Login | Register
Lost Password

A password will be emailed to you.


Disability and Developmental Delays

Experiences of families living in rural and remote British Columbia with a child with a disability or developmental delay.

“Parental voices regarding issues of disability and developmental delay in rural and remote communities have been understudied and are therefore under-represented in the literature.”

My name is Mary Stewart and I am currently a graduate student in the Faculty of Education at the University of British Columbia.

I have lived and worked in northern British Columbia for the past sixteen years. I worked for the Infant Development Program of BC an early intervention home visiting program for families who have a child or children with a disability or developmental delay.  Twelve years ago, in addition to my community practice, I became the Regional Advisor for the North which allowed me to visit communities all over Northern BC and other parts of the province training new infant development staff, working with communities and developing resources and networks to support the parents and staff living in community.  An underlying value in all my work of is the concept of family centered practice in that it is the parent that knows their child best and therefore it is imperative that we invite and encourage the voice and experience of parents and families in any work that we do with their children.

As a community person living in a geographically isolated community of 2,000,  I was also acutely aware that many decisions regarding service delivery are made by people who do not live in rural or remote communities and that they may in actual fact have absolutely no experience of what it is like to live in a small community.  They have no knowledge of the benefits as well as the challenges.  Therefore, I thought the best way to influence policy and influence practice was to delve into research that truly captures the lived experiences of the unique population of families who live in rural or remote communities while at the same time raising a child with a disability or developmental delay.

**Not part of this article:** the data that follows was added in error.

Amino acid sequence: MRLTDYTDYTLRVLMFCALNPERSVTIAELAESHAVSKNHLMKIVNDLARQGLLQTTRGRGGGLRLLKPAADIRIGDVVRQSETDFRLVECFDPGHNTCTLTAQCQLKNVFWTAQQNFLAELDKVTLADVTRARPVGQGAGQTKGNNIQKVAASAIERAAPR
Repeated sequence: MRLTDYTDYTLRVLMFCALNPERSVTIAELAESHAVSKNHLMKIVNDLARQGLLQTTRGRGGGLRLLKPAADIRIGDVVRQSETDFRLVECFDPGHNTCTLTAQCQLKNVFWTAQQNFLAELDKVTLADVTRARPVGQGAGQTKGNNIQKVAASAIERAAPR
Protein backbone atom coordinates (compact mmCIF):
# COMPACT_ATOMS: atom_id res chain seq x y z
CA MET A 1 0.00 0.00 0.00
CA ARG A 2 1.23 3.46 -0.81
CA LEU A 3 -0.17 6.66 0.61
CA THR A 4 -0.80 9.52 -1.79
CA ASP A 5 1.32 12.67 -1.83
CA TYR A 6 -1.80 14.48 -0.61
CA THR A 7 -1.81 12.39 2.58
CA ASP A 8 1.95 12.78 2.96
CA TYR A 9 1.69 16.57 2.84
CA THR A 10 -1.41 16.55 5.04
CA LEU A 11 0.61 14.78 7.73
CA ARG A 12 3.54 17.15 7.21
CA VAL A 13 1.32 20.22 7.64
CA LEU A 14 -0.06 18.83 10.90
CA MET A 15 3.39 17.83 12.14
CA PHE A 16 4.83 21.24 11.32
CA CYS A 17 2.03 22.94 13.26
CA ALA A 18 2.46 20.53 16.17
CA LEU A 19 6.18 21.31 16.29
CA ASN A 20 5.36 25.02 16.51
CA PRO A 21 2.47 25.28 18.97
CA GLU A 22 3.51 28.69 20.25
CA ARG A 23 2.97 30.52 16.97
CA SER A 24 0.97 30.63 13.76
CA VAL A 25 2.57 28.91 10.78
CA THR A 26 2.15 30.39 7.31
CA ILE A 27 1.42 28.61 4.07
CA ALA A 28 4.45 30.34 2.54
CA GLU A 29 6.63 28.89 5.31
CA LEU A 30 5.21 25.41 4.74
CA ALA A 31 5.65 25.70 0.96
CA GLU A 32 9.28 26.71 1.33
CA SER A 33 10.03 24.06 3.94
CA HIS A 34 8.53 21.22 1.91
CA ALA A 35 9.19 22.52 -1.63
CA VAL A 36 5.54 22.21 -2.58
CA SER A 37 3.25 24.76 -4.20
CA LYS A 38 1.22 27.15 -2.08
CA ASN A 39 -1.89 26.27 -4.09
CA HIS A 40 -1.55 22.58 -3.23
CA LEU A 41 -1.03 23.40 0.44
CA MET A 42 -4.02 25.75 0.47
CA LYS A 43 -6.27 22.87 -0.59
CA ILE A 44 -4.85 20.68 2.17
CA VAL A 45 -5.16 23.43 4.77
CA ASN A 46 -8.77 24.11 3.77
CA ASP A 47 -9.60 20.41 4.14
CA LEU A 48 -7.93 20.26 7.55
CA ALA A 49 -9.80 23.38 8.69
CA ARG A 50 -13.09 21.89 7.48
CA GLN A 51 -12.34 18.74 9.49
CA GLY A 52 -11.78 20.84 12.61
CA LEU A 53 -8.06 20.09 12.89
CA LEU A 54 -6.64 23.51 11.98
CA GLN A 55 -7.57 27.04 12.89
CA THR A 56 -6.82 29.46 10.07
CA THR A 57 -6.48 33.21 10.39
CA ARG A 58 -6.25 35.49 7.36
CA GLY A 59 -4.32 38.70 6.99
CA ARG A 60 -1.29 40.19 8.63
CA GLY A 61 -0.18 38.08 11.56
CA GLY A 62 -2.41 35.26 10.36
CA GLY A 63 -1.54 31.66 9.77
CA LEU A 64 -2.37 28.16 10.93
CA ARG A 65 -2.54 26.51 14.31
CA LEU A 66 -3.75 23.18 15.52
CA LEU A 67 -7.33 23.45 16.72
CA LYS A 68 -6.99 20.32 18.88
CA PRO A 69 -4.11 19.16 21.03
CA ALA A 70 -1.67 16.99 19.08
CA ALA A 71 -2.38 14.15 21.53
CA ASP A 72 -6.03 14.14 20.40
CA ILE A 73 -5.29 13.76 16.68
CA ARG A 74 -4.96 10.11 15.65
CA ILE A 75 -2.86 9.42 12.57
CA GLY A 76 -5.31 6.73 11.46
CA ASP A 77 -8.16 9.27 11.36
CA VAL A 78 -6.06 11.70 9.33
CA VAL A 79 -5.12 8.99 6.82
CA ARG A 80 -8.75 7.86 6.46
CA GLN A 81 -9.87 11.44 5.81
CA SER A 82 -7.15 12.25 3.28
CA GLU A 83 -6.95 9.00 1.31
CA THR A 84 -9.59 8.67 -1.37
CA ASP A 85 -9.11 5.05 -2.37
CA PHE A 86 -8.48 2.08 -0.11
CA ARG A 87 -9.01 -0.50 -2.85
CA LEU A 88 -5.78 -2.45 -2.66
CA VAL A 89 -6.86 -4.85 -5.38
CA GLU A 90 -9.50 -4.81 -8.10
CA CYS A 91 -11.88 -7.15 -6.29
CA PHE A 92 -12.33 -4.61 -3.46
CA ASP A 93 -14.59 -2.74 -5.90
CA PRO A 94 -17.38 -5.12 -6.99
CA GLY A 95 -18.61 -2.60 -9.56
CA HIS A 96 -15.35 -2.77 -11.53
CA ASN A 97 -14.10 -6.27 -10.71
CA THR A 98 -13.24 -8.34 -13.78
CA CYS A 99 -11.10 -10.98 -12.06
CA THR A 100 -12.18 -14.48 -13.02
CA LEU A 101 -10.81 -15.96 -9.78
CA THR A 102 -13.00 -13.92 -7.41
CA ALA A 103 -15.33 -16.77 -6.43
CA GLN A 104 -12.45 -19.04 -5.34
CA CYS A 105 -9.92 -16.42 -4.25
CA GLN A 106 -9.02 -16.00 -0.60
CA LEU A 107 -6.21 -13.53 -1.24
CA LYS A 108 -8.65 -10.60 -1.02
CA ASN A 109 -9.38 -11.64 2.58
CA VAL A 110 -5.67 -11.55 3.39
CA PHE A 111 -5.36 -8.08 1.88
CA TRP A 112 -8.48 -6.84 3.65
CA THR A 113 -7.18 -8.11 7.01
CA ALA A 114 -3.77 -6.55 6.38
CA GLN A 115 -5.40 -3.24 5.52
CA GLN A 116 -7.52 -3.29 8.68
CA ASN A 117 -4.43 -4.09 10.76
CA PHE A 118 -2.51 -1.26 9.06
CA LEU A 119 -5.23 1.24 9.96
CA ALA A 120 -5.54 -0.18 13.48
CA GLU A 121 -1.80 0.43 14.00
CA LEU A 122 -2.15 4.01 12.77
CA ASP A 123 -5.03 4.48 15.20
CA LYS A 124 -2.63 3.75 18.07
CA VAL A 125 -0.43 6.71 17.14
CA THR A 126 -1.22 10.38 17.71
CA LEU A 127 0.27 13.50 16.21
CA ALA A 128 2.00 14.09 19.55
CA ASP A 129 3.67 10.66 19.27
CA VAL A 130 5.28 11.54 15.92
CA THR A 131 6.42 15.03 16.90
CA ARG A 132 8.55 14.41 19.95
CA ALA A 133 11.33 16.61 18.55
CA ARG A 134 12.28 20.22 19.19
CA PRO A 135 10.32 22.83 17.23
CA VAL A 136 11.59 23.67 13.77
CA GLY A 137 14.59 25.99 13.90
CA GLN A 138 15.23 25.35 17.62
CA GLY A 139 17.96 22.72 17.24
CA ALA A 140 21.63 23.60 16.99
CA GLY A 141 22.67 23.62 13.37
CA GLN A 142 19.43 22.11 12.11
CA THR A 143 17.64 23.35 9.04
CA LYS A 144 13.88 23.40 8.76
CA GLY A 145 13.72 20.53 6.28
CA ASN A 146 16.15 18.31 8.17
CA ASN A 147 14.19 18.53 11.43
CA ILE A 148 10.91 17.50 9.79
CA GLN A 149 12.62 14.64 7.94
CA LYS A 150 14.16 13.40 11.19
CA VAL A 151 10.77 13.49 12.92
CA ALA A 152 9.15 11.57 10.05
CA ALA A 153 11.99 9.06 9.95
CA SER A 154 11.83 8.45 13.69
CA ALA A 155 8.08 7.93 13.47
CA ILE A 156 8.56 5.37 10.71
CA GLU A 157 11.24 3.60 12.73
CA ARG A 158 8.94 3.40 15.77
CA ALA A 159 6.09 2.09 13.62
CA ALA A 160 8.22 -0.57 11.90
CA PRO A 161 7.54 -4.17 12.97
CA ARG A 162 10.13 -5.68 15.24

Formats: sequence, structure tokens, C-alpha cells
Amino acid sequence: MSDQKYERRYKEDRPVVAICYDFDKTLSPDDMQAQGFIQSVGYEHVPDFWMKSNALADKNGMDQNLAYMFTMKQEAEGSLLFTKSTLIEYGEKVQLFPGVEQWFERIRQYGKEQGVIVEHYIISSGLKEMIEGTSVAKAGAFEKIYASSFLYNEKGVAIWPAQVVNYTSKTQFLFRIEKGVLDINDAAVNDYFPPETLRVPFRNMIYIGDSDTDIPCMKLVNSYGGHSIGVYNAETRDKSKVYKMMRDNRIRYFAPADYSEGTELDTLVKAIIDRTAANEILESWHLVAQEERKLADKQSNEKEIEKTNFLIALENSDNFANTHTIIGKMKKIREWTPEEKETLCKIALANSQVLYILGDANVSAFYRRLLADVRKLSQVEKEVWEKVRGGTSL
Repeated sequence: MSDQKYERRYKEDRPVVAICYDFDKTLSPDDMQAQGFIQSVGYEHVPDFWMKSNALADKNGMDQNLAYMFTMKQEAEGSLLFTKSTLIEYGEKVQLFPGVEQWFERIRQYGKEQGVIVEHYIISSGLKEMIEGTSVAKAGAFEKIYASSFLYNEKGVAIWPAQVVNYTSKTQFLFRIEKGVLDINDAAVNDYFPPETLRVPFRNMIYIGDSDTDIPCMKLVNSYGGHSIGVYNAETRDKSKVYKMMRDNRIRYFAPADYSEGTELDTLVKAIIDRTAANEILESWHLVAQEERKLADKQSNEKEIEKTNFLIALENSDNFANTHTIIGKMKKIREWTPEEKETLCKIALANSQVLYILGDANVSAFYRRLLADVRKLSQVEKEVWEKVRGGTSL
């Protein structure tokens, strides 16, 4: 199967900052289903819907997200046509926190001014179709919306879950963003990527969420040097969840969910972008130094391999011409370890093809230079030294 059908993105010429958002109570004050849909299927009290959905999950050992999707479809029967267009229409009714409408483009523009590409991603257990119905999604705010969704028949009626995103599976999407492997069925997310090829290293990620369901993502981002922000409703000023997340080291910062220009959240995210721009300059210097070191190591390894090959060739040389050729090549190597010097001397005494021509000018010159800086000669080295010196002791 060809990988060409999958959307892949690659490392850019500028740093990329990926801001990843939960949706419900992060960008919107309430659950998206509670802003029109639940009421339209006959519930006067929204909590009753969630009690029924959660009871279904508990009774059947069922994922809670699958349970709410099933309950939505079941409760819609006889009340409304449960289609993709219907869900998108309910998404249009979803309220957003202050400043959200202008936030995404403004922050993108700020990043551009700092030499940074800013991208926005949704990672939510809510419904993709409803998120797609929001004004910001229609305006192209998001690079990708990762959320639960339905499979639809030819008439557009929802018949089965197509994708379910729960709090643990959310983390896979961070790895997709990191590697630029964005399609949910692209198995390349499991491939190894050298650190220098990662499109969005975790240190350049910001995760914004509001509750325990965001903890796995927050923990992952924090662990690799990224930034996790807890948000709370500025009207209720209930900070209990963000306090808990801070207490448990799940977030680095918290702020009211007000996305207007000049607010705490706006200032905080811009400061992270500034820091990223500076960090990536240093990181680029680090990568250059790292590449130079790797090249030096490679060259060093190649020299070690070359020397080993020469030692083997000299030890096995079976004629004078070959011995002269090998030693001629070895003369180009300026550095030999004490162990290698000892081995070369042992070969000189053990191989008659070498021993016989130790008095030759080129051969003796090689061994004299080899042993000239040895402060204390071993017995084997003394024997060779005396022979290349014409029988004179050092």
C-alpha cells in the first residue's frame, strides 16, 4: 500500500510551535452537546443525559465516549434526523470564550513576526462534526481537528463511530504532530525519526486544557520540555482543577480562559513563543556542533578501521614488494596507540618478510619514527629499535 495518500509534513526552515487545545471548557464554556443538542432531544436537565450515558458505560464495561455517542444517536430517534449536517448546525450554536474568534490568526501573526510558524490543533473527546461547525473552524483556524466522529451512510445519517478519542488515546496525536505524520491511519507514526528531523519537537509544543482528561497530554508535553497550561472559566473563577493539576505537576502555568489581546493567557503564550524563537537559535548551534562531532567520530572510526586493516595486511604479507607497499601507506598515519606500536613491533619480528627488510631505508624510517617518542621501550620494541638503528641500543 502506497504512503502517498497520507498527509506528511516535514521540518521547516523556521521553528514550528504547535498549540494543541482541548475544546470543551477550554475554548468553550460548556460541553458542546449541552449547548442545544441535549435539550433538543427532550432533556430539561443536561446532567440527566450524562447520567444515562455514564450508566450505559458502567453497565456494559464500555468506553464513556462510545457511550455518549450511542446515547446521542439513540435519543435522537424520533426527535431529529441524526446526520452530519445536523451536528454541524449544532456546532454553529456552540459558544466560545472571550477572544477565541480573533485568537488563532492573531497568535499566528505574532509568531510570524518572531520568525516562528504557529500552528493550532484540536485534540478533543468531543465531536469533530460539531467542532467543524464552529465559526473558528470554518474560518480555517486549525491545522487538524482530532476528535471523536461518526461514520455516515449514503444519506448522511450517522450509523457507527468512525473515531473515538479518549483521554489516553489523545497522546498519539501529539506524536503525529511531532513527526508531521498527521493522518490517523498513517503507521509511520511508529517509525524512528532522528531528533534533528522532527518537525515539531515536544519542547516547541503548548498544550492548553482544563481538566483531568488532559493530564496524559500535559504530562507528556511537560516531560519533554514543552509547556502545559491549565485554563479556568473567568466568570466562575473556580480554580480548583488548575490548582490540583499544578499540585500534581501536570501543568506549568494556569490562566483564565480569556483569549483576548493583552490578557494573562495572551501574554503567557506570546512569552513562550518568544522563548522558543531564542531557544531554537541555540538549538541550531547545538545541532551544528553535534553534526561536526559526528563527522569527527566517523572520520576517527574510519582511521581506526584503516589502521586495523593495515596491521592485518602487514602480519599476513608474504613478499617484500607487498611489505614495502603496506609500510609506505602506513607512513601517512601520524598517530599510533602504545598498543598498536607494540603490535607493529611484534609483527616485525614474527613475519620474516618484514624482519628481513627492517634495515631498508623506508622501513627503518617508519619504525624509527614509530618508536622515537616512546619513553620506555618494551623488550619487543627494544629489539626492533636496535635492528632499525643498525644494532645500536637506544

This qualitative study will use ethnographic methodology to conduct 2-3 face-to-face interviews with parents living in rural or remote communities in Northern and Interior Regions of British Columbia.

Initial contact was made with the thirty-two agencies in these two regions that hold the contracts for the Infant Development Programs of BC. Agencies were asked of their interest to participate in a series of studies, this study being one of them.  Nine agencies indicated interest in participating in the research.  These agencies were then sent letters to distribute to the families on their caseloads that fit the following criteria.  To date, one hundred and twelve letters of invitation have been distributed to families on these programs, at the time of submission of this article, no replies have yet been received. 

Study population:

1.      Parents Family lives in a rural or remote community – this was easily identified by having a “0” in the second digit of the postal code or a community with a population under 10,000.
2.      Child is between the ages of 6 months to 47 months – the Infant Development Program serves children from birth up to the end of the child’s third year.
3.      Child has a diagnosed disability or developmental delay – as indentified on the referral form
4.      Parents read and speak English.
Research question: 

What are the parenting experiences of parents living in rural and remote British Columbia receiving services from the IDP of BC who have an infant or child under the age of three with a diagnosed disability or identified developmental delay?
In this study not only is the parenting experience of raising a child with a disability explored but this experience is explored within the context or “culture” of a rural or remote community.  Most research is done within a geo-ethnocentric approach where living in rural and remote communities is often reported as a more negative experience that living in an urban setting.  Also, research on the experience of parenting a child with a diagnosed disability or developmental delay is often viewed as negative due to the perceived high stressors these families face and their possible need for specialized services.  It is important to document through the voice of parents a fuller understanding of their experience parenting a child with special needs in rural and remote areas.  
It is my goal through this research that a more accurate portrayal of life for families who have children with disabilities or developmental delay when living in a rural or remote community is brought to light, with both the challenges and the joys.

Leave a Reply

You must be logged in to post a comment.